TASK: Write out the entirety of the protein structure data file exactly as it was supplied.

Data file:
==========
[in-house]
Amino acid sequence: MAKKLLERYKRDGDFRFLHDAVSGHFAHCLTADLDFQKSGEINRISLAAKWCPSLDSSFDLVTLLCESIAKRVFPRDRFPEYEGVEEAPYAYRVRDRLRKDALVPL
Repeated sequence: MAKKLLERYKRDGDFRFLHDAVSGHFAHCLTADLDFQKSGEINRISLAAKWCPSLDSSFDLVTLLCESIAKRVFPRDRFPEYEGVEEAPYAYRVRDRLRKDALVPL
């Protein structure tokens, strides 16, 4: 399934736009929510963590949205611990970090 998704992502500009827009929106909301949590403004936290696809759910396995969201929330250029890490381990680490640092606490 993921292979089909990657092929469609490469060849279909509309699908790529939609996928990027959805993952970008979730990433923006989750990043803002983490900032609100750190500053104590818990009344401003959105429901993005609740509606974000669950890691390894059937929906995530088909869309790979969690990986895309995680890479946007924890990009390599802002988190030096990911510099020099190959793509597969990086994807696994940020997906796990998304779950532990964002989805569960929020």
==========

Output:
[in-house]
Amino acid sequence: MAKKLLERYKRDGDFRFLHDAVSGHFAHCLTADLDFQKSGEINRISLAAKWCPSLDSSFDLVTLLCESIAKRVFPRDRFPEYEGVEEAPYAYRVRDRLRKDALVPL
Repeated sequence: MAKKLLERYKRDGDFRFLHDAVSGHFAHCLTADLDFQKSGEINRISLAAKWCPSLDSSFDLVTLLCESIAKRVFPRDRFPEYEGVEEAPYAYRVRDRLRKDALVPL
């Protein structure tokens, strides 16, 4: 399934736009929510963590949205611990970090 998704992502500009827009929106909301949590403004936290696809759910396995969201929330250029890490381990680490640092606490 993921292979089909990657092929469609490469060849279909509309699908790529939609996928990027959805993952970008979730990433923006989750990043803002983490900032609100750190500053104590818990009344401003959105429901993005609740509606974000669950890691390894059937929906995530088909869309790979969690990986895309995680890479946007924890990009390599802002988190030096990911510099020099190959793509597969990086994807696994940020997906796990998304779950532990964002989805569960929020």